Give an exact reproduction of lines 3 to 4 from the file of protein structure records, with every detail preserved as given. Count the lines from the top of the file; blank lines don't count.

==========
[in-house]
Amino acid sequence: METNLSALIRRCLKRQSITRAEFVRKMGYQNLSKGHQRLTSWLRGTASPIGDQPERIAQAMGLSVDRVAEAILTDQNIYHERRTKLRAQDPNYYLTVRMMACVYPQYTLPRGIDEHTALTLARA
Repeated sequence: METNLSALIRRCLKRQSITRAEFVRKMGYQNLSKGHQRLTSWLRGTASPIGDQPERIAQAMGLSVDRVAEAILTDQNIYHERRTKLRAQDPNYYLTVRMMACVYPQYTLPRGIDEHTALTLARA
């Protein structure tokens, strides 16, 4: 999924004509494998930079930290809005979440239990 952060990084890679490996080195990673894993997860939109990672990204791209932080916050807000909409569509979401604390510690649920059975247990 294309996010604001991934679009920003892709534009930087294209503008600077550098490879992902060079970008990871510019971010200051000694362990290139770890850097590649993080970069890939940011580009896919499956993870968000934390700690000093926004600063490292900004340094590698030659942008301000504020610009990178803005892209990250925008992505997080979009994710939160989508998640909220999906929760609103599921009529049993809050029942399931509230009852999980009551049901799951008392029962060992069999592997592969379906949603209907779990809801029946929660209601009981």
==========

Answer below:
Repeated sequence: METNLSALIRRCLKRQSITRAEFVRKMGYQNLSKGHQRLTSWLRGTASPIGDQPERIAQAMGLSVDRVAEAILTDQNIYHERRTKLRAQDPNYYLTVRMMACVYPQYTLPRGIDEHTALTLARA
């Protein structure tokens, strides 16, 4: 999924004509494998930079930290809005979440239990 952060990084890679490996080195990673894993997860939109990672990204791209932080916050807000909409569509979401604390510690649920059975247990 294309996010604001991934679009920003892709534009930087294209503008600077550098490879992902060079970008990871510019971010200051000694362990290139770890850097590649993080970069890939940011580009896919499956993870968000934390700690000093926004600063490292900004340094590698030659942008301000504020610009990178803005892209990250925008992505997080979009994710939160989508998640909220999906929760609103599921009529049993809050029942399931509230009852999980009551049901799951008392029962060992069999592997592969379906949603209907779990809801029946929660209601009981």